The strongest images in “The Furtive Gaze” have the most intriguing back story yet the least need of one. Yokomizo wrote letters, addressed “Dear Stranger” and signed “Artist,” asking people in London, Berlin, New York, and Tokyo to pose on particular evenings for ten minutes with their lights on and facing their window so she could photograph them. The nine color prints in her “Stranger” series (1998-2000) capture gazes and postures expressing unusually affecting states of ambivalence, wariness, and vulnerability. In one print, a Japanese woman in her stocking feet stands with her hands clasped, awkwardly peering at the viewer with a look that’s both rapt and lost. Yokomizo’s back story–her subjects couldn’t see her outside in the dark but were fully aware of her presence–is the most fascinating in this exhibit. The trust between artist and subject has a strange poignancy that makes the other artists’ tactics seem feints or stunts. And unlike the other projects in “The Furtive Gaze,” Yokomizo’s informs the final look of her photographs.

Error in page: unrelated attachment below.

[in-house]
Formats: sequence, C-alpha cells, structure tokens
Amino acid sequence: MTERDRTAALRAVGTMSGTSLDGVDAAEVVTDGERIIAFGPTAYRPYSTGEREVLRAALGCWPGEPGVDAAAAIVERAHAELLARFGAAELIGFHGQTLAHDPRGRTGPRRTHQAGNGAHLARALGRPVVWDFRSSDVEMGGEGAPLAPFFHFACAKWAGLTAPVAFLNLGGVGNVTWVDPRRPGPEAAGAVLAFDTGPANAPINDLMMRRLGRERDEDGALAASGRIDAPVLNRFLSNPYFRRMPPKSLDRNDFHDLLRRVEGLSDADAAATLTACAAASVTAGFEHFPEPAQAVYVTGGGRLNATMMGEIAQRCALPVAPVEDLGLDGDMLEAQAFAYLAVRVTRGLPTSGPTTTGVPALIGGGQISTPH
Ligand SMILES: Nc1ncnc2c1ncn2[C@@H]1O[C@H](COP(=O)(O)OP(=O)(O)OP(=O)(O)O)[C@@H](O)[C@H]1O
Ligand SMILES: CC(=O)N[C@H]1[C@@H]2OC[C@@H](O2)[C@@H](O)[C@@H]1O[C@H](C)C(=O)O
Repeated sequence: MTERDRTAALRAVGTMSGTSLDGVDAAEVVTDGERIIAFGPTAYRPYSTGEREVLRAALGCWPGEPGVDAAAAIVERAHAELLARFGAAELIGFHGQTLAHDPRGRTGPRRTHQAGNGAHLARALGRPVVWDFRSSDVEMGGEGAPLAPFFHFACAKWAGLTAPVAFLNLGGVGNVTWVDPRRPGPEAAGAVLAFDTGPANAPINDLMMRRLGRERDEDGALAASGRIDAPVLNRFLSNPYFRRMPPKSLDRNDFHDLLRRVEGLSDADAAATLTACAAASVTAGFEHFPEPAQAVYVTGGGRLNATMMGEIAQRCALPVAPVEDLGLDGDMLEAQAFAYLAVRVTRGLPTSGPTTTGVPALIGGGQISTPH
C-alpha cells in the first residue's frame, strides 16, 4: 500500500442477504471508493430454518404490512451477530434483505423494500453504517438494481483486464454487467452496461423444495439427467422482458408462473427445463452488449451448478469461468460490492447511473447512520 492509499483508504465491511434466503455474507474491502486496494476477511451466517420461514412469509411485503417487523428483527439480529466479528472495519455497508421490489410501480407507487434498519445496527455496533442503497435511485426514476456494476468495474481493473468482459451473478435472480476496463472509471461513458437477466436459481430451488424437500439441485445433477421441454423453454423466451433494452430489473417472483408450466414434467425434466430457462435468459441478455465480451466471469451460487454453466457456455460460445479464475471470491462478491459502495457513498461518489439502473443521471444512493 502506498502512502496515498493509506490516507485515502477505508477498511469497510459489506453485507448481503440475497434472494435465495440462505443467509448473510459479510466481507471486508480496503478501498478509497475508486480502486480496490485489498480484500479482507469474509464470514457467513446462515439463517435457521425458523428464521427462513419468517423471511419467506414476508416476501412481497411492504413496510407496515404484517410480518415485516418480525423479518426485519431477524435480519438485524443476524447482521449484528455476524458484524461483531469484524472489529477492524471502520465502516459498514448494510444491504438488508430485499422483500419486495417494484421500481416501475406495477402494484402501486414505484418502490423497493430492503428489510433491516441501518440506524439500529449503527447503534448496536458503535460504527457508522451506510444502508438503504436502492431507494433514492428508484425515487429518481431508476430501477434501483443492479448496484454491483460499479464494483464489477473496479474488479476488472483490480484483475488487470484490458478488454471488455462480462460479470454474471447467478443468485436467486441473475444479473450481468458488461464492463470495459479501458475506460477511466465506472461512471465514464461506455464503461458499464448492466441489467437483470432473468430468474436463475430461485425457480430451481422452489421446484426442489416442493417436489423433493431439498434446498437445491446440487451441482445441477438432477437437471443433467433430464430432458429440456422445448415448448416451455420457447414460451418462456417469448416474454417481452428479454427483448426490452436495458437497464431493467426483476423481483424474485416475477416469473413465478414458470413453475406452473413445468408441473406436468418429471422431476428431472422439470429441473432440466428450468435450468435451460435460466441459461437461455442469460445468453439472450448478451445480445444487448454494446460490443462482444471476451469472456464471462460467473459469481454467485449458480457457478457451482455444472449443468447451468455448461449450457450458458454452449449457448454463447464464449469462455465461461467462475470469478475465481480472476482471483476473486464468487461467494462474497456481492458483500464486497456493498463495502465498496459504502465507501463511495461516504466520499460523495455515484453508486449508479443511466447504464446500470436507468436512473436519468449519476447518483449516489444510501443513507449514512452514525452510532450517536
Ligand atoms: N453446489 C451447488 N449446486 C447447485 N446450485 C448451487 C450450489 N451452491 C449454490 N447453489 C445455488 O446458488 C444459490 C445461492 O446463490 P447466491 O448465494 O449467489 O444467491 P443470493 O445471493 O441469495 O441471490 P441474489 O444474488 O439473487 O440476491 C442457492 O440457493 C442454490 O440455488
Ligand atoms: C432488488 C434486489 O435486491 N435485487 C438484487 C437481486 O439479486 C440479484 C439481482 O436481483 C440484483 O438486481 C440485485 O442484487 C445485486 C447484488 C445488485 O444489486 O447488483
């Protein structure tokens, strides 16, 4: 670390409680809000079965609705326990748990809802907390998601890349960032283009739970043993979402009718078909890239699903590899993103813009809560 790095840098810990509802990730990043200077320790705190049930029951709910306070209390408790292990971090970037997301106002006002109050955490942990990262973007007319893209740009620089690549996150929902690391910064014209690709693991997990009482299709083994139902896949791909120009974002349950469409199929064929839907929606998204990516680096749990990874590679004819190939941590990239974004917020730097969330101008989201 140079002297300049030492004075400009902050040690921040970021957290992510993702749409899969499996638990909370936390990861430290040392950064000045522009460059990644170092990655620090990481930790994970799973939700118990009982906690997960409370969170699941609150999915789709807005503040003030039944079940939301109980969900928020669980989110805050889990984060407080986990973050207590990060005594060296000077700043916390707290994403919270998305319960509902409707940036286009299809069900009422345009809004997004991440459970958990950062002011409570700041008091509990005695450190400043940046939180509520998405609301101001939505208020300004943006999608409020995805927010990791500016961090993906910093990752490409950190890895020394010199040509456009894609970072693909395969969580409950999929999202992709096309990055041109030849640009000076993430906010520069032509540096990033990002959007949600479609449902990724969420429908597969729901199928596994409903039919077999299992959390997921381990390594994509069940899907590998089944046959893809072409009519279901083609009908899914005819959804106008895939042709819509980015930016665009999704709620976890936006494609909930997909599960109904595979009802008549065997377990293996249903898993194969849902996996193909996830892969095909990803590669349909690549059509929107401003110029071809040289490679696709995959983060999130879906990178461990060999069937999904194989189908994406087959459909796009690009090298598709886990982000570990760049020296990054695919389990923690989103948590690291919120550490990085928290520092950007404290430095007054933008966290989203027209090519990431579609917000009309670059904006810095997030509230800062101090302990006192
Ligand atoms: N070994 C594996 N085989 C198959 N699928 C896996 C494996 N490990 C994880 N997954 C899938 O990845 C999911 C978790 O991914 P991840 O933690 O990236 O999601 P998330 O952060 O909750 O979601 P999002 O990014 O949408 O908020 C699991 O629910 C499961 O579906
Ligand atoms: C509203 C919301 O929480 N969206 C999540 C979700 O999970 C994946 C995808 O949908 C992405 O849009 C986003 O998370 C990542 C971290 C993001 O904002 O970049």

As a grace note to the exhibit, the museum has installed in a side gallery eight black-and-white prints by Walker Evans borrowed from the Art Institute of Chicago. In the winter of 1938 and the spring of 1941, he hid a camera under his overcoat to shoot portraits of passengers on the Lexington Avenue and Seventh Avenue lines of the New York subway. It’s been done since by other photographers, including Luc Delahaye, who shot a series between 1995 and 1997 in the Paris metro titled “L’autre” (“The Other”). The photographer I saw on the el might have been following Evans’s example. Indeed, Evans’s historic photographs could be said to lend an aura of integrity to what Irvine termed our “illicit interest in the scene.”
The place of explanatory text in this exhibit is complicated by an introduction James Agee wrote to Evans’s book of surreptitious photos, Many Are Called (1966), not quoted in Irvine’s brochure or wall text. After a few perfunctory sentences stating where, when, and how Evans took the pictures, Agee observes: “To anyone who understands what a photograph can contain, not even that information is necessary, and any further words can only vitiate the record itself.” Agee writes nothing more about Evans’s tactics but speculates that each of his subjects “has a wound and nakedness to conceal, and guards and disguises by which he conceals it.” In her essay, Irvine invokes more contemporary thinkers, like Roland Barthes and Michel Foucault, to justify photographers who trespass on privacy. And other black-and-white imagery in the gallery puts all this stealing looks at strangers in context: a Sony monitor at the front desk is fed video from four security cameras.